A few years ago, I received a $5 gift card in the mail from a major fast food company. Enclosed with the gift card was a letter from the company following up with a recent complaint that I had made. The gift card was an apologetic gesture to keep me as a customer.
At the time, I was thrilled! I was working over 60 hours a week between 2 low-paying jobs, and still barely making ends meet. That $5 meant a free meal for me, and was a bit of an unexpected treat.
But I was little hesitant to accept it.
Why, you ask?
Well, you see, I didn’t make the complaint.
(I suspect that there was some sort of glitch in their system, because I had recently signed up for the company’s email newsletter. My birthday was coming up and I wanted to snag my birthday freebie! Otherwise, I have no idea how they would have gotten my mailing address.)
I have, however, complained to companies and asked for a discount or refund a few times in the past. But only when service I received was truly awful.
Like the time I complained to an airline after my flight was double-booked twice, the washroom on the plane was out of service, and they were unable to offer food during the flight due to a catering issue – all on the same trip! (I know, I know… complaining about airlines is such a cliche!) They did offer me a $50 voucher, which I accepted and then “paid it forward” by giving it to my sister for her to use.
I haven’t complained to a company just to get free stuff.
Nowadays, I’m sure companies get more complaints than ever thanks to the advances in technology. Between all of the social media channels and review websites, it’s so easy for customers to publically make their complaints.
And I’m sure that most of these companies offer some sort of discount, freebie, or incentive to many of those customers in order to keep them as customers.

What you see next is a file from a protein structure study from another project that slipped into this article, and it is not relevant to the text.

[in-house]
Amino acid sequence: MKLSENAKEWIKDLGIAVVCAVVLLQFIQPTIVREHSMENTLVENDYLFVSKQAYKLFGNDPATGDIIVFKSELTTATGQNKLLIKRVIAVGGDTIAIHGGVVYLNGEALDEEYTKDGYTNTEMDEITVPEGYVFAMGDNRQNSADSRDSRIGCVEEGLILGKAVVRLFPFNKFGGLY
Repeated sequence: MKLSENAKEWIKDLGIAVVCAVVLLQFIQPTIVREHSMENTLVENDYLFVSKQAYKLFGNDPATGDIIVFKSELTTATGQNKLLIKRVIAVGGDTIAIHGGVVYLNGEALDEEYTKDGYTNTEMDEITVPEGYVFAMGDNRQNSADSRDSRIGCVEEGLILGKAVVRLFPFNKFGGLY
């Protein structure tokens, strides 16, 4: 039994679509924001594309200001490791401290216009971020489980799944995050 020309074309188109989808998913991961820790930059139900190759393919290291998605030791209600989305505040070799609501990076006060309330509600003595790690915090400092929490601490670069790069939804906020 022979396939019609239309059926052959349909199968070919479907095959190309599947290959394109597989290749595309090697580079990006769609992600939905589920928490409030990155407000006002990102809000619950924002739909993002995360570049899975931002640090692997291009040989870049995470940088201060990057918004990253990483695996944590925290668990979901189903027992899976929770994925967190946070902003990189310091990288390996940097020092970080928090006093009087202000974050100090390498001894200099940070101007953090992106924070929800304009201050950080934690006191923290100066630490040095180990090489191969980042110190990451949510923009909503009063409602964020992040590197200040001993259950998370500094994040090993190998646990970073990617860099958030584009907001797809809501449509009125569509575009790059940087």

But is it ethical to complain to a company just to get free stuff?
In the personal finance world, there is a sometimes overwhelming amount of advice out there on how to save money. Most of the time, this advice is offered in good faith. But I have seen articles that encouraged people to make false complaints (or exaggerate small ones) in order to get something for free.
I’m not going to tell anyone how to live their life, but I hope that you don’t do this.
There are honest ways to get free stuff from companies.
Most companies will give you a freebie or discount just by signing up to their email newsletter. These are usually applied to your first (or next) purchase, or will be valid on or around your birthday.
Or you could try thanking companies instead of complaining to them.
Back in 2006, Tom Locke conducted a 39 Dollar Experiment where he essentially wrote fan letters to 100 different companies and asked for free products. And yes, he actually sent real letters, printed on paper and sent through the mail. (Some of them are pretty funny!) He received over 60 responses and 35 freebies for a total of about $275 worth of products and coupons.
More recently, Jim Wang completed a similar experiment, called the Flattery Project where he thanked over 40 different companies (via email) to see if they would send him anything. He received mostly coupons and a few free samples from about a third of the companies he contacted. But one company, Nespresso, sent him a free set of cappuccino cups and saucers worth approximately $20. Just because he asked.
Complaining for the sake of complaining may get you a free appetizer or a $5 gift card.
But is complaining just to get free stuff worth it?
Is it worth lying? Compromising your values? Setting a bad example for others (like your kids)? Possibly costing an innocent employee their job – maybe even their whole business?
Is it worth possibly breaking the law by committing fraud and stealing? Just to save yourself a few bucks?
But alas, people of the Internet, I pose this question to you all:
Have you ever complained to a company just to get free stuff? Would you?
Have you ever complimented or thanked a company and received a freebie?
Please share your stories or thoughts in the comments and let us know!
A version of this post was originally published in November 2012 and has been majorly updated and republished.
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